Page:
Sen. Murkowski blames Obama for drop in federal land energy production

Sen. Lisa MurkowskiLisa Ann MurkowskiOvernight Energy: Pruitt proposes rule targeting 'secret science' | Dems probe Pruitt's security chief | FAA bill provisions could strip endangered species protections Senators press administration on mental health parity Overnight Energy: Watchdogs unveil findings on EPA, Interior controversies | GAO says EPA violated law with soundproof booth | IG says Zinke could have avoided charter flight | GOP chair probes Pruitt's four email addresses MORE (R-Alaska) blamed the Obama administration’s policies for reductions in energy production on federal and Indian land and water.

Murkowski, the top Republican on the Energy and Natural Resources Committee said the federal government needs to do more to provide access to energy resources.

“When we talk about generating revenue and creating jobs, we’re really talking about increasing production; and when we talk about increasing production, we’re really talking about increasing access,” Murkowski said Tuesday at a committee hearing on the untapped potential for revenue and jobs in further developing the country’s natural resources.

She cited data from the Energy Information Administration that said fossil fuel production on federal and Indian land has fallen 21 percent in the last decade.

Murkowski also called for more timber production in federal forests, saying that has dropped off as well.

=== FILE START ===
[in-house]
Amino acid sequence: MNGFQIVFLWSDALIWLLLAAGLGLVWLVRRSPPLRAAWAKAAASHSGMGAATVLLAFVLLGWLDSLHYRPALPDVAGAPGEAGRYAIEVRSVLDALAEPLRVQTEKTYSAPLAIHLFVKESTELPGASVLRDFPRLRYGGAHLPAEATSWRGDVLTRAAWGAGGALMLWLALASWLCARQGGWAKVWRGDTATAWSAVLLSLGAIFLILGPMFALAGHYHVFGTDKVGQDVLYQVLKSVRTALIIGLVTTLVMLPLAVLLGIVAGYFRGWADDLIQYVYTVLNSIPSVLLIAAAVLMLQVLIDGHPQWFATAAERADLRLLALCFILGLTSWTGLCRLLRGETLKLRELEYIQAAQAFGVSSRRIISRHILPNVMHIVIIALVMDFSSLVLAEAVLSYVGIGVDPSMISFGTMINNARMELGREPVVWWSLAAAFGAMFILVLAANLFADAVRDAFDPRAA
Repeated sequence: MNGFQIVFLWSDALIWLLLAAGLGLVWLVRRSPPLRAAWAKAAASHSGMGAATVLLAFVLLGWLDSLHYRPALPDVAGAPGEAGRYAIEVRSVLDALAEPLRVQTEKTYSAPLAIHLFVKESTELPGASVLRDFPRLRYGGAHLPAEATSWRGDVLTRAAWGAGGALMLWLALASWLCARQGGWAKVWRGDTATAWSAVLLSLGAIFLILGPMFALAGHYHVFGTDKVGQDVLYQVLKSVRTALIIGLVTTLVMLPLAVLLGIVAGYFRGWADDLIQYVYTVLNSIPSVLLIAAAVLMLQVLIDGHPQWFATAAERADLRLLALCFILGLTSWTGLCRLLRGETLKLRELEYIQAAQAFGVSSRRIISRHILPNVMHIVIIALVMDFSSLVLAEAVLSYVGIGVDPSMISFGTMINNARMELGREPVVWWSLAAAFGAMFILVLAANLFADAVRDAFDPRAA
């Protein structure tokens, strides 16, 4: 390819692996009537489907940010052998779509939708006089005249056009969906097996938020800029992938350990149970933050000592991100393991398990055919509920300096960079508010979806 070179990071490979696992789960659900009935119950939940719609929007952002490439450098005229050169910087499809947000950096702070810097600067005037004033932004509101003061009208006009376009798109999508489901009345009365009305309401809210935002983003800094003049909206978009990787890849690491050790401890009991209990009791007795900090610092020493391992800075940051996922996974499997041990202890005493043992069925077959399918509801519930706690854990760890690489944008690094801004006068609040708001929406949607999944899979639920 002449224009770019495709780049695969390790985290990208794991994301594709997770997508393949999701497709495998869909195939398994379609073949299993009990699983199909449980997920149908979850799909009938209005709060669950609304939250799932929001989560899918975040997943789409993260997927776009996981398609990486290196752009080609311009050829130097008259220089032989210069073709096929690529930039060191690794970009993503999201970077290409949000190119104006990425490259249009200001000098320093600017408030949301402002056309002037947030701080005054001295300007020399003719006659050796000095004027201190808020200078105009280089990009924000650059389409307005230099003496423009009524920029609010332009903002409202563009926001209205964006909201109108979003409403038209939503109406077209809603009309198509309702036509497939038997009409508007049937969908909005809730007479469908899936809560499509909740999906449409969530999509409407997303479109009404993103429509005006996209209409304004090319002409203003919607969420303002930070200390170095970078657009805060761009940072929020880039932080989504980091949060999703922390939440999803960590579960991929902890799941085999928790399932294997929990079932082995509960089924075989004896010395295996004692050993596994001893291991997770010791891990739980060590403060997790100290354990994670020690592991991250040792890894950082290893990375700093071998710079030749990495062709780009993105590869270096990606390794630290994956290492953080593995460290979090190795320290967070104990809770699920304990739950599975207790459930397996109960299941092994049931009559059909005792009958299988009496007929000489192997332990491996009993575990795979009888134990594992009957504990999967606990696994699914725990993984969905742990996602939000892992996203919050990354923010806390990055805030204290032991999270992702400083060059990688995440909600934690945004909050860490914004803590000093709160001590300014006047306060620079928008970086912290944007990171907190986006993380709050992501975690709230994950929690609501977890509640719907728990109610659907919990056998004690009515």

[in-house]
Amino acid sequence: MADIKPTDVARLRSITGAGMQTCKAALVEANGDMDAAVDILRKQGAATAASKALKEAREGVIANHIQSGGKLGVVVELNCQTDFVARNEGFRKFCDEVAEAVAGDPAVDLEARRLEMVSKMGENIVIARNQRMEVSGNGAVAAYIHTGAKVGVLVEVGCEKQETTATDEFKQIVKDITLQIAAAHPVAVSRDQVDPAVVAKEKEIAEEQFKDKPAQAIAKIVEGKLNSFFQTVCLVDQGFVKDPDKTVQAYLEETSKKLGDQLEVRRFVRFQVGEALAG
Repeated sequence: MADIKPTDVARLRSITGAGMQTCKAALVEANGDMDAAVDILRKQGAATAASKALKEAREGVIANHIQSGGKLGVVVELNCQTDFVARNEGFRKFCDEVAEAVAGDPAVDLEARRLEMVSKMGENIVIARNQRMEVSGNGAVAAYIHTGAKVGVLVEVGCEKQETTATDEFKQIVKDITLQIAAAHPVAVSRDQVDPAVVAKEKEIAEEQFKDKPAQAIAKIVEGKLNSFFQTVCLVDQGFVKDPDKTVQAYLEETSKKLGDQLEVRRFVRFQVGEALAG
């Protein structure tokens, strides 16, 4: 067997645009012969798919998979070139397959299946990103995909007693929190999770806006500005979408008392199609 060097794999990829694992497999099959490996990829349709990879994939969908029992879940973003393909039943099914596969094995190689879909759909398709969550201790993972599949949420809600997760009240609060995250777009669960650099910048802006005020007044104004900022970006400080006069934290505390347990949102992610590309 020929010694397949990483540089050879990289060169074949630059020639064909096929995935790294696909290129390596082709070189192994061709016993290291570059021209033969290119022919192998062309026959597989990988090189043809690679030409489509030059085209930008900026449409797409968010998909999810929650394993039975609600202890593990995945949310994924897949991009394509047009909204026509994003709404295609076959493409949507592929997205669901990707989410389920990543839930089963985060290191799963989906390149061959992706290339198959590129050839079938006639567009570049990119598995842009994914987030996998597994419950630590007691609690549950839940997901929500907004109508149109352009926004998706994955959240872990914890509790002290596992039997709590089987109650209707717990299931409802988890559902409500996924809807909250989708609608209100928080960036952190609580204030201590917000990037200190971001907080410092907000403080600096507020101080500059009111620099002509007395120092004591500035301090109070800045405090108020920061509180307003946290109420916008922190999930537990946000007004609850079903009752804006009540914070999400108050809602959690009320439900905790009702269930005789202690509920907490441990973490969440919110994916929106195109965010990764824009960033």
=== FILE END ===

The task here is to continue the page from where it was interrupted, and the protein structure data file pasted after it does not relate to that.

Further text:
“Federal environmental policy, regulations, the 2001 Clinton Roadless Rule, the listing of the northern spotted owl and the ensuing litigation — halted timber harvesting on our national forests, crippling the timber industry,” she said.

Sen. Mary LandrieuMary Loretta LandrieuSenate GOP rejects Trump’s call to go big on gun legislation Project Veritas at risk of losing fundraising license in New York, AG warns You want to recall John McCain? Good luck, it will be impossible MORE (D-La.) agreed that resource production on federal land is falling but did not blame Obama.

“That’s been going on for quite some time, way before President Obama came into office. The issue of reduction of timber started back in the 1970s,” she said. “So not all of that lays at this president’s feet.”

House Republicans have also blamed Obama for the decrease in energy production on federal lands and have passed legislation to expand production.